The Haight is about to be home to a shiny new cultural destination: a psychedelic museum.
The Haight-Ashbury Museum of Psychedelic Art and History — brainchild of a young man who asked to be referred to simply as Jeff or, alternately, as Emmett Grogan — is likely to be a charming addition to San Francisco’s quirky past.
The paradox of the Haight, Jeff says, is that it holds some of the city’s most colorful culture and history, but there’s no place for that culture to be collected and celebrated. He remembers coming to the Haight as a teenager, and being disappointed that the only tangible fragments of the Haight’s towering cultural history were some renovated Victorians (the Dead house) and T-shirt shops.
Later, traveling in Mexico, Jeff found the model for the kind of cultural archive that might best capture the Haight, in the various small museums of the native Huichol people. “San Francisco needs something like that,” he says, “but no one’s willing to do it.”
The museum’s goal is not to be Sixties-specific, as Jeff puts it, but to capture the whole spectrum of psychedelic culture, from its pre-historic, shamanic roots up to its present renaissance, to demonstrate psychedelic culture as a world community with a coherent tradition. The idea is “to combine all of psychedelic culture into one space that focuses on the Haight, but shows that it didn’t start in the Haight and didn’t end in the Haight either.”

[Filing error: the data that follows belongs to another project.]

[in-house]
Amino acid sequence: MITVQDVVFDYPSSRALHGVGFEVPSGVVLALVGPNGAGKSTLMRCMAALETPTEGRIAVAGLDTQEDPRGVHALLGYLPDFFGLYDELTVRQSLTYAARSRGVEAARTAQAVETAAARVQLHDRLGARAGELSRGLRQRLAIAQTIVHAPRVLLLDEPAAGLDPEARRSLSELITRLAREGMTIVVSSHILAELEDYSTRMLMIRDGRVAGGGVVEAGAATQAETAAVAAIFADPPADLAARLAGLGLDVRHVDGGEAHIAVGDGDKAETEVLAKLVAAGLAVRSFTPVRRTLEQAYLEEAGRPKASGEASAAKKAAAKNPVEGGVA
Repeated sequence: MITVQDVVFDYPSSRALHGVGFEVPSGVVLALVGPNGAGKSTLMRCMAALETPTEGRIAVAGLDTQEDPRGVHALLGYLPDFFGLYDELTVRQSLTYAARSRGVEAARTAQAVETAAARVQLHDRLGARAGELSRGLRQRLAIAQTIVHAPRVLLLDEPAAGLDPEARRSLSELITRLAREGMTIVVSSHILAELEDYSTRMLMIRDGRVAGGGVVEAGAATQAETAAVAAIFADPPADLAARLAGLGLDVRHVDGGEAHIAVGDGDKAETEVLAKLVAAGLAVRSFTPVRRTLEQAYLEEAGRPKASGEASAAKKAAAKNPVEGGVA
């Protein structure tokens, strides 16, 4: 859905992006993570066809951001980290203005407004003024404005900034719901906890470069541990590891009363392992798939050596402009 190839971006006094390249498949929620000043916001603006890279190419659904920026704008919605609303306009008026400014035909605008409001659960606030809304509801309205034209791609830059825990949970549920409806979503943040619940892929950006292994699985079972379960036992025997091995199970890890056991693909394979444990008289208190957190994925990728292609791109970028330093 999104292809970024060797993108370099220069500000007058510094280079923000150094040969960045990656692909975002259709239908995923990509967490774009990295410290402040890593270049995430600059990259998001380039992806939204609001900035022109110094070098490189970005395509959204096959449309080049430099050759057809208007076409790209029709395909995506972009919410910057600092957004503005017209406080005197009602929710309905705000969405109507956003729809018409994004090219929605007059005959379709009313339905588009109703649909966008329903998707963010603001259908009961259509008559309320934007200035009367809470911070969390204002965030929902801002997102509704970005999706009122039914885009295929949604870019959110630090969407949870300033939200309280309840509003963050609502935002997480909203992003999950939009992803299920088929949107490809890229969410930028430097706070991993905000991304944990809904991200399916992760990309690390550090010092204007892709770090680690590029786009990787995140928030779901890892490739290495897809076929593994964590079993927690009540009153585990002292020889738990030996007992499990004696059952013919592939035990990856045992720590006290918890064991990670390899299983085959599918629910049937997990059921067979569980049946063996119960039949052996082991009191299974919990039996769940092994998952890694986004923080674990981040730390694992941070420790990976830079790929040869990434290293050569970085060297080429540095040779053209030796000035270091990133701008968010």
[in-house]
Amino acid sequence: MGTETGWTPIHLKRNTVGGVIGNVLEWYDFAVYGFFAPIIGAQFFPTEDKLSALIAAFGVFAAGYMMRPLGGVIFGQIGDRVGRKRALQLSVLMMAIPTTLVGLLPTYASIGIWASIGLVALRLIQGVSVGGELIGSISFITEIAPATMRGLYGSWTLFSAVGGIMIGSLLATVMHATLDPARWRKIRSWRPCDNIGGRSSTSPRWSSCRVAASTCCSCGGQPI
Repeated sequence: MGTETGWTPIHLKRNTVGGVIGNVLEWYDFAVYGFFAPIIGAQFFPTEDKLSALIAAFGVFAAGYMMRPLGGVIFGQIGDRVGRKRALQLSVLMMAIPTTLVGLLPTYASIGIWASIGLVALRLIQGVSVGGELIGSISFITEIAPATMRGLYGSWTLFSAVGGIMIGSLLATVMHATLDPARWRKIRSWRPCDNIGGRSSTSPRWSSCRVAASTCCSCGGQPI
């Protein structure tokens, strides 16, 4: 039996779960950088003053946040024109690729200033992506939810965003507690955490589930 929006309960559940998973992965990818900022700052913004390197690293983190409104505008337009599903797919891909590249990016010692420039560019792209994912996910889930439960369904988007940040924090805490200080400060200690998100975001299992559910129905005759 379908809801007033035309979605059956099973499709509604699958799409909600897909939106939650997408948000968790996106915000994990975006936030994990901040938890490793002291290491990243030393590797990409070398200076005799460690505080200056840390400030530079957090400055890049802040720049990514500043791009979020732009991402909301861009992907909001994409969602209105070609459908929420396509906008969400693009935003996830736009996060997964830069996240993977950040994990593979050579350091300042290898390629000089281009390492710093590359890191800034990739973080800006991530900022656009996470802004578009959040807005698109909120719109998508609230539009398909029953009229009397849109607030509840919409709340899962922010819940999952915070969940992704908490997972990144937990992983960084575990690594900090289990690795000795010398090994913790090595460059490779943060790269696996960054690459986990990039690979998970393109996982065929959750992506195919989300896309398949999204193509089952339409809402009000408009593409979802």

In addition to the standard Sixties artifacts one might expect in a Haight museum, Jeff wants to include post-Sixties and contemporary offshoots of psychedelic culture, like the various rave and post-rave scenes that have cropped up periodically over the decades, back-to-the-land communes, and artist festivals and communities like Burning Man.
As to the particular artifacts and media the museum is looking for, there will be a range: visual art, Haight Ashbury posters, music, album covers, underground newspapers and flyers from the Sixties, and an archive of interviews with people who have lived in the Haight, and whose lives have intersected with its psychedelic moment. Jeff said he’s already been in touch, for example, with people from the wave of back-to-the-landers that established free communities in the Haight and left the city for communes before the summer of 1967.
The psychedelic museum, a project that’s been in the works for some time now and is steadily gaining momentum, is still very much a work-in-progress: Jeff is still working to secure a physical location, and still compiling an archive of materials to catalog. But ideally, he says, the museum would be on its feet and operational some time this summer.
We’ll keep you posted. In the meantime, you can track the museum’s progress (or donate, if you’re excited about it) here.